Ha! Not sure what universe your comics come from, but in this one there are no Jack Kirbys, Neal Adamses, Gil Kanes, or John Buscemas around these days. If there are any, it's a very tiny number and almost an aberration, not the norm. Most of these "new kids" can't even do proper anatomy, let alone come near the greats of the old days. And they all have a similar style, they tend to copy stuff. Few if any of them learned how to draw the proper way, the way the old pros did.

 

You need to have more raw talent today, bring much more to your game to make it in comics, moreso that in years past. Its a tough, tough gig.

 

Oh please, give me a break!

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Nothing of quality there. The art mainly sucks, the stories reek, the characters are warped. It's like reading a poorly designed remake of classics.

 

Ehhhhh that's a tough call man. There's a ton of stuff coming out every month, or regularly enough. I think you're just playing the grumpy old man card here.

 

I'm one of those schlubs who would have written for comics, but by the time I was old enough, comics were dying. Doesn't mean they need to work at Walmart. Find a good career like I did.

 

You're never too old, although it helps to start young and build the aptitude and skills for it.

 

I've given up hope of making comics for a living, but crapping out something that would entertain me here and there wouldn't be so bad now that there's the Internet and affordable on demand printing.

 

Actually, my problem is that they try to cram too many issues into a movie, not too little. The Spiderman movie ruined the greatest Spiderman story ever told. They crammed in too much, too soon.

 

I was disappointed with Spiderman as a Sam Raimi movie. Then disappointed by the movie itself.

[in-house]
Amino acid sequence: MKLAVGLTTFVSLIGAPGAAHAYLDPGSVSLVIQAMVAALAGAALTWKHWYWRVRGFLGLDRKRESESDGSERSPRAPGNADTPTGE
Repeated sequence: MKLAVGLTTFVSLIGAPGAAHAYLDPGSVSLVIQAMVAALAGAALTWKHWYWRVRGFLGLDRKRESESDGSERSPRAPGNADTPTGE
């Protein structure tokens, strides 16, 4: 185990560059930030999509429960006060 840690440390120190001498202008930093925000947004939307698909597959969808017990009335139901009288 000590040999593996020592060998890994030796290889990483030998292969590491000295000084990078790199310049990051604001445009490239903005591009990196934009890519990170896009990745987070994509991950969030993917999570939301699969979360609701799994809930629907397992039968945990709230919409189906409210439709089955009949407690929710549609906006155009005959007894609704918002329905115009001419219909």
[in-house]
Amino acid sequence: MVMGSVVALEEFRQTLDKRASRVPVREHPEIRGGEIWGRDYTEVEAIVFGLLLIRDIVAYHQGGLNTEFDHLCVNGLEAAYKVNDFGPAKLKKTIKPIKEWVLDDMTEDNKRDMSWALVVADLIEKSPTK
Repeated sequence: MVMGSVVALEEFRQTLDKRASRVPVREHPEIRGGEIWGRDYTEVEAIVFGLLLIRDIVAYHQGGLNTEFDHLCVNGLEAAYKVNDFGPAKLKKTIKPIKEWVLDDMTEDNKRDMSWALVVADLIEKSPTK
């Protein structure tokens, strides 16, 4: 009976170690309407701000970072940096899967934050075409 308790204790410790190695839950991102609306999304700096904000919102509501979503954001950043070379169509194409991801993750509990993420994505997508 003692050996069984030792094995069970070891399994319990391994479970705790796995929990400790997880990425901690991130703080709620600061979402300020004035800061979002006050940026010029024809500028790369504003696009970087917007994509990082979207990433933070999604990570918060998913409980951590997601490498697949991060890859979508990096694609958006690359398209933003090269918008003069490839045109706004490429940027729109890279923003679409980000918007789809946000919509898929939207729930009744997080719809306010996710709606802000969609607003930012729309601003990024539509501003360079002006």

I'm tired of celebrities getting cast who don't want to play the character. Keep the mask on in the fight scenes for crying out loud. Not saying Peter or others didn't get the masks damaged in the comics; but it was rare and generally a pretty big deal.

 

It happens so much in the Tobey Maguire-Man movies it makes you question the point of a secret identity in the first place?

 

On a side note, I don't feel like I'm missing out on anything since I lost my comic collection I had as a kid and I'm currently rebuilding it. But there are literally tens of thousands of Marvel, DC, Atlas, Dell, Charlton, Red Circle, Archie, Harvey, Disney, and other comics I need to re-build, not to mention the thousands and thousands I never had as a kid. I'll never finish in this lifetime, so I don't need modern comics for any reason.

 

How did you lose the collection? Flood, fire, or wrath of mom? To think of all the comics my mother threw out or made me throw out as a kid. . . :(

 

I've dabbled working in comics over the years, had some work in self-published, small-press and mainstream books. I've spent the greater bulk of my career in the animation field, doing storyboards; comics' semi-distant cousins.

I have kept tabs on the industry and the product since the late 1970's.

The only thing I disagree with is that today's product is quite a bit better than the product of the past.

Production values are far better, writing is far better in almost all respects, and visual storytelling is as strong than its ever been. As a total package, there's more visually appealing comics on the stands these days than ever, and as much as I love and respect the old-guard.....some of these new kids can draw rings around them in appealing drawing.